This ia a “gritty” view of King Street, with dirt road, wooden sidewalks, gas lamps and towering wooden electric poles. Dominating this old scene is the large brick Central Block which has stood on this part of the main street since it was built in 1878.The first awning on the left was that of McConkey’s Grocery, then Edward Clint, undertaker and furniture dealer, George Wooding, boots & shoes (note his stock in the front), Michael Kehoe, merchant tailor, Morrison & Percival, tinsmiths, Timothy Browne & Co., grocers, and lastly, McGlade’s Hotel. The small building where the present Tim Horton’s stands was the location of Anson Carr, the barber and Ross & Burns, butchers.
On the other side of Chase St. is the three-storey Grand Central Hotel, at that time operated by Samuel Connor and owned by Charles and Kate Cossitt.
The corner of the street at Kincaid on the bottom right was vacant, and the second large building with the tower was the Tompkins Block. This property later became the western part of the Strathcona Hotel, also developed by Thomas Tompkins one of Brockville’s earlier property developers.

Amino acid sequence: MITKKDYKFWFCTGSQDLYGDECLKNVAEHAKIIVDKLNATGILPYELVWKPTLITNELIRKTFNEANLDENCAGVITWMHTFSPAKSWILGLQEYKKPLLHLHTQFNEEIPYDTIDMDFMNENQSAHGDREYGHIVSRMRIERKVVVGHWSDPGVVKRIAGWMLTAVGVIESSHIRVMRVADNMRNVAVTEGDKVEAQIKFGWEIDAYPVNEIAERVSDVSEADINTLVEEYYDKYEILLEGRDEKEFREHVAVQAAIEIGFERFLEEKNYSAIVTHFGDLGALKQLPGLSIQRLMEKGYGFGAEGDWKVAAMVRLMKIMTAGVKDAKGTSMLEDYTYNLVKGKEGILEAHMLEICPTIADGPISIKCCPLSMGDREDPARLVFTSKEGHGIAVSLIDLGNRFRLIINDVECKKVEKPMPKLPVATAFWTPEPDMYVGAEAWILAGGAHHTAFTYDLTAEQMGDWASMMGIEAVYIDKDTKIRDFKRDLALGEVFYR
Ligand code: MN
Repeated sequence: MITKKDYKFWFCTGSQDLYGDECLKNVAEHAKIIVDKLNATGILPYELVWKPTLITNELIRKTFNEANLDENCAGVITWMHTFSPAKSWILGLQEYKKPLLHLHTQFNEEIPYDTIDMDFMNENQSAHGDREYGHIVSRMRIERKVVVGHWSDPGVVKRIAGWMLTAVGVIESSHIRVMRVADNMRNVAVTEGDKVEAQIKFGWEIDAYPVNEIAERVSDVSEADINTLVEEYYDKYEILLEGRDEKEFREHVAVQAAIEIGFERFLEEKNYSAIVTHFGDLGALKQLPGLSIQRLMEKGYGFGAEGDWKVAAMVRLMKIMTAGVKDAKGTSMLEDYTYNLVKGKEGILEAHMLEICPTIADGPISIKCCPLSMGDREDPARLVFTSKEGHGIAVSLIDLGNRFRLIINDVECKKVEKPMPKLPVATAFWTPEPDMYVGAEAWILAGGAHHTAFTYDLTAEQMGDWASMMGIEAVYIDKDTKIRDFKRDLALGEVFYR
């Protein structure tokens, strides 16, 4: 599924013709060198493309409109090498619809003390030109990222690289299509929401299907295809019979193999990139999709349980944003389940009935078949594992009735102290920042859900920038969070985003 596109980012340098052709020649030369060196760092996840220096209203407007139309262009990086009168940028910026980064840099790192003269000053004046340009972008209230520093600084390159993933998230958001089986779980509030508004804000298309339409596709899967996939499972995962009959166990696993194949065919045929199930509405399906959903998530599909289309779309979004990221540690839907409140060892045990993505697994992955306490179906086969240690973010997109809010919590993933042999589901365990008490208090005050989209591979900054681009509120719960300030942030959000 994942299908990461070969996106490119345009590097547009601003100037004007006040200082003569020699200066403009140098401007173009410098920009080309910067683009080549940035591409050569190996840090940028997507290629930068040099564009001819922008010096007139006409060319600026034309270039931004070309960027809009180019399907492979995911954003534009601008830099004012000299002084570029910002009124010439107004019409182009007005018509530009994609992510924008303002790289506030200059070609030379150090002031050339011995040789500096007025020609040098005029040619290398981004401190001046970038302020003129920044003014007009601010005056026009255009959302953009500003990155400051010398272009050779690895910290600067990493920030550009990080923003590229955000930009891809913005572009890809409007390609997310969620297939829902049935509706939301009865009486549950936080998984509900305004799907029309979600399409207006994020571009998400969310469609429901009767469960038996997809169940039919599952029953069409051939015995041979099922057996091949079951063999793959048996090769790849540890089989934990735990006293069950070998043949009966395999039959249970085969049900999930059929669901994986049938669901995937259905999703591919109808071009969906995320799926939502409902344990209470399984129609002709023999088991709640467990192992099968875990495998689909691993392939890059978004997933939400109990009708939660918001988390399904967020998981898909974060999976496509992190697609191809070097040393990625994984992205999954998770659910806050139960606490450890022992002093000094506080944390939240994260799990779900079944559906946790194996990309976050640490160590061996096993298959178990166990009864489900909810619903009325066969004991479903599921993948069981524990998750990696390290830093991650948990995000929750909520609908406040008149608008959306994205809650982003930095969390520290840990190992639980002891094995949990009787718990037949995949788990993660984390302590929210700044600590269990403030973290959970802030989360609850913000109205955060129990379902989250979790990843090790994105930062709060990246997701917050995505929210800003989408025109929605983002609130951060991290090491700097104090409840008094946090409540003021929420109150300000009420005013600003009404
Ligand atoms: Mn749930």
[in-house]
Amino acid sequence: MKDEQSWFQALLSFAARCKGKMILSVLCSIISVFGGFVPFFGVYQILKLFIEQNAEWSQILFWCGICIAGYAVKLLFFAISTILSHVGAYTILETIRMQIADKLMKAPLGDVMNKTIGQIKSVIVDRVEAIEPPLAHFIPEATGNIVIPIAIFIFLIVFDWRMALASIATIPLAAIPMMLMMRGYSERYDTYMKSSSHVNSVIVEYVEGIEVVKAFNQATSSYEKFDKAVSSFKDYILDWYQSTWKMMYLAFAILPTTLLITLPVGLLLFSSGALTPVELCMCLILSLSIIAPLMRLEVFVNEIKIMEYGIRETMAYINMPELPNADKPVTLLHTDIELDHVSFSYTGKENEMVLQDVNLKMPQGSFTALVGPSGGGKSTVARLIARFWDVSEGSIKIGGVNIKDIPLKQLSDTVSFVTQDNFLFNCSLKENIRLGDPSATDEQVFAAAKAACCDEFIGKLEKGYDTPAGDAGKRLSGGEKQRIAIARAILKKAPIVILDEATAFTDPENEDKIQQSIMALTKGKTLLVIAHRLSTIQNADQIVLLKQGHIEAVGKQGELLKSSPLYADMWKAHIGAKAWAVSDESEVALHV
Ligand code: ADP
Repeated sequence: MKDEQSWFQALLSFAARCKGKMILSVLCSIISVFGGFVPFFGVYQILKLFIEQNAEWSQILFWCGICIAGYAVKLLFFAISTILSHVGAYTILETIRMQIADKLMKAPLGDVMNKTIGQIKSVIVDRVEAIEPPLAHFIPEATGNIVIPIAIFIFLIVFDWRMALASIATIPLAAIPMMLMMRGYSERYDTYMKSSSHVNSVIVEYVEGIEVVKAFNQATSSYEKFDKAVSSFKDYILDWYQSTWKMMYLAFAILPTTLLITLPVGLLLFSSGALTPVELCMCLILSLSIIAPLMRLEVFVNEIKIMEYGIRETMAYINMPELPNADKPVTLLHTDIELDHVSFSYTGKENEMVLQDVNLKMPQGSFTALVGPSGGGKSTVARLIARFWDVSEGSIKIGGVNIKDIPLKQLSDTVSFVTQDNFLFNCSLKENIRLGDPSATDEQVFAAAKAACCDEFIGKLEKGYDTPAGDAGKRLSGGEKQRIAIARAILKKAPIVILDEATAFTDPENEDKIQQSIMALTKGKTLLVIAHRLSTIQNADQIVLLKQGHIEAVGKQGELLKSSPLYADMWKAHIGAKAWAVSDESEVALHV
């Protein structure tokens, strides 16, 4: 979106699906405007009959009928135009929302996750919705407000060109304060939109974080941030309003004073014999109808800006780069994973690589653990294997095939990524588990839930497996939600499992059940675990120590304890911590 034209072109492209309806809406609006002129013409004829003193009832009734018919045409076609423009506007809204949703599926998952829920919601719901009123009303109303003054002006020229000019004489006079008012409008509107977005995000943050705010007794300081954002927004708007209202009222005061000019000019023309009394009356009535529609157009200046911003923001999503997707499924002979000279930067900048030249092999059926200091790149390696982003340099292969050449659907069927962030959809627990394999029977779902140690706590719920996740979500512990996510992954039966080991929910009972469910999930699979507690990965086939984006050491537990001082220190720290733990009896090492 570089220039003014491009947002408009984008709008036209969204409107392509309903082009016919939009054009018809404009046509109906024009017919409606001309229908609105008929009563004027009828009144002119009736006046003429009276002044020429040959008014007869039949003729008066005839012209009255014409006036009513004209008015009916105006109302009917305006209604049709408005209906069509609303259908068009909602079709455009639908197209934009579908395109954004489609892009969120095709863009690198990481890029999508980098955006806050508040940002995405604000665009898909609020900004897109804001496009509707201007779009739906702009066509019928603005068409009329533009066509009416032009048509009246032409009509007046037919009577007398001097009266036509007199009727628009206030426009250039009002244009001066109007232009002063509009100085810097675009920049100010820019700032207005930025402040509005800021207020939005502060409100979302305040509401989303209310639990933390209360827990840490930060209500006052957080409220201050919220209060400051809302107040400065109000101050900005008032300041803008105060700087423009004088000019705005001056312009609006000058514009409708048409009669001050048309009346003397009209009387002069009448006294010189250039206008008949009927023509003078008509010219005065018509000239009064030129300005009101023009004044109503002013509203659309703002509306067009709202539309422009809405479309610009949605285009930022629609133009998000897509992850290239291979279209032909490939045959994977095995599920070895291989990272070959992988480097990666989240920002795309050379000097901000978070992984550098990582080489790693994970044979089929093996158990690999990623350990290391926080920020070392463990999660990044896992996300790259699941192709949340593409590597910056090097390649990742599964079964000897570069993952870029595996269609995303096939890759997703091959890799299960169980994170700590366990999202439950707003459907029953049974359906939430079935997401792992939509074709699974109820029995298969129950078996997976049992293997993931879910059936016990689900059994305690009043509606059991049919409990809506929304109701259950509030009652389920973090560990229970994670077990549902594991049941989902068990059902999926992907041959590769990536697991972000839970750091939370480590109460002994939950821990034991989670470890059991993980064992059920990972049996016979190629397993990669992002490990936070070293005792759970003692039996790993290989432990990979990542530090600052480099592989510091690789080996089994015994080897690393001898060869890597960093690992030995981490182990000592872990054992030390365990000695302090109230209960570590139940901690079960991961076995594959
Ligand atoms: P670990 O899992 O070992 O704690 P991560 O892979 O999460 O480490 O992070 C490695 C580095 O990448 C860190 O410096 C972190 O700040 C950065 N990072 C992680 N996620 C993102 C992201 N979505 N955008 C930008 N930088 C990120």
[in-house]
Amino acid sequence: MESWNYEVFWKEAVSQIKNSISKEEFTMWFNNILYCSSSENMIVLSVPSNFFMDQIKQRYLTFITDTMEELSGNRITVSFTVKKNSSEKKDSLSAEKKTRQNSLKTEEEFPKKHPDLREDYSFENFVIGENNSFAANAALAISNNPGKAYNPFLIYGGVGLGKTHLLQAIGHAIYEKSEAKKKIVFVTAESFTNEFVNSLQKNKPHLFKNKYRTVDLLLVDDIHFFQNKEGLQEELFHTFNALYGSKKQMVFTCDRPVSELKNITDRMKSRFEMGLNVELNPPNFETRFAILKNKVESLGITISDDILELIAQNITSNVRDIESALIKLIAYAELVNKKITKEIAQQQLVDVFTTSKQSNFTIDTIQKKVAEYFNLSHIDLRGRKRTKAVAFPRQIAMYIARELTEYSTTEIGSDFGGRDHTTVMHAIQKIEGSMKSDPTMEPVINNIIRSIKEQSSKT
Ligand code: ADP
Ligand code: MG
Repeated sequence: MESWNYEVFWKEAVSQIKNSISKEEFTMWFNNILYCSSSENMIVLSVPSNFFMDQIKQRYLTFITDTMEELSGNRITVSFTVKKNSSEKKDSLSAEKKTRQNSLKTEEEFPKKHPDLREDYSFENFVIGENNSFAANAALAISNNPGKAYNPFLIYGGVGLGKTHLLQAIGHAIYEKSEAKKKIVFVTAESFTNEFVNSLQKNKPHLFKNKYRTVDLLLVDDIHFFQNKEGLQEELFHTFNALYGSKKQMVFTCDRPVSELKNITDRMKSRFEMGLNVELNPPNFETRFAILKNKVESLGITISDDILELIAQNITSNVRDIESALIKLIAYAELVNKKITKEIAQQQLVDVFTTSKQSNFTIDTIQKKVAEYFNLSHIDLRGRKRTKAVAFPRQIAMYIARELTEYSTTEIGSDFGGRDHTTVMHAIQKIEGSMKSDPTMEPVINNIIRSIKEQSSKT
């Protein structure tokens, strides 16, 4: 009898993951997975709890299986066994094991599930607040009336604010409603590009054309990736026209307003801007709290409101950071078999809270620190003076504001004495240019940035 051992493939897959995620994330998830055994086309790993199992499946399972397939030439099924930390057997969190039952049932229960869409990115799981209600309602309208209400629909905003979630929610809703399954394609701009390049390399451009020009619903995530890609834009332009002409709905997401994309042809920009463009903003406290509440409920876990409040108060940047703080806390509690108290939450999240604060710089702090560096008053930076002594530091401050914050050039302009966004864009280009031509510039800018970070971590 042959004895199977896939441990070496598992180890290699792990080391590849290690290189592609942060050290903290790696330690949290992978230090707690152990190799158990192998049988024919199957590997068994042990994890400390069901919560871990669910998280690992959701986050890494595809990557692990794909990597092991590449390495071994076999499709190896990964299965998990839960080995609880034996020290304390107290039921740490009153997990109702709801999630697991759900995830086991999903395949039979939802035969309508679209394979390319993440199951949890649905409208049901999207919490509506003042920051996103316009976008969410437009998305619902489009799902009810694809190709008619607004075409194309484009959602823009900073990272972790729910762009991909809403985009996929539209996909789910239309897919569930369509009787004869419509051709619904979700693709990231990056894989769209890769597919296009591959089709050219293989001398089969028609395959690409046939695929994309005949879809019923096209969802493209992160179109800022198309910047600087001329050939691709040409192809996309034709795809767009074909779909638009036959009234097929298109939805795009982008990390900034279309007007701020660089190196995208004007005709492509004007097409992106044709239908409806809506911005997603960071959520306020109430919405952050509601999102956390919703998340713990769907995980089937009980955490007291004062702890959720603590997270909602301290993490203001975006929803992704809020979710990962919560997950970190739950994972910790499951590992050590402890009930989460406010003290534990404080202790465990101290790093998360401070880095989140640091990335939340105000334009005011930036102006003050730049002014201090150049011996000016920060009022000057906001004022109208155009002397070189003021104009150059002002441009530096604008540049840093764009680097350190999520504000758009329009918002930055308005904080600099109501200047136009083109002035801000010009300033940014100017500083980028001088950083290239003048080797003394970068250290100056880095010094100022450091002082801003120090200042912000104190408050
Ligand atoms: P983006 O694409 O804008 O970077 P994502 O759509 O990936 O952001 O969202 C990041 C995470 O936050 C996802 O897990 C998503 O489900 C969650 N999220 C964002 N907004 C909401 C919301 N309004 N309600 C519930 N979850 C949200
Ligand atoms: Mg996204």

For comparison, this later view shows part of the same area about 40 years later. Parking a car on the main street was becoming a problem most days. The “gasoline” sign was outside the new building of Beacock & Co., dealers in Cadillac, McLaughlin, Oldsmobile and Pontiac automobiles, which stood at the south-east corner of King & Kincaid Sts. Beyond that, one can see the sign of the Capital Theatre, previously known as the Brock Theatre.
On the north side are first, the sign of George Morrison’s cigar store and pool room, and at the far end, Diana Sweets Restaurant, run by Mike Leras, was formerly “Diana Sweets Confectionery Shop”.
June 1, 1941
Victory Loan Parade
Sources: The older photograph on the left was first published in the Christmas 1894 edition of “The Canadian Annual” a graphic magazine which featured “Beautiful Brockville, The City of the Thousand Islands” that year in a 41-page special section.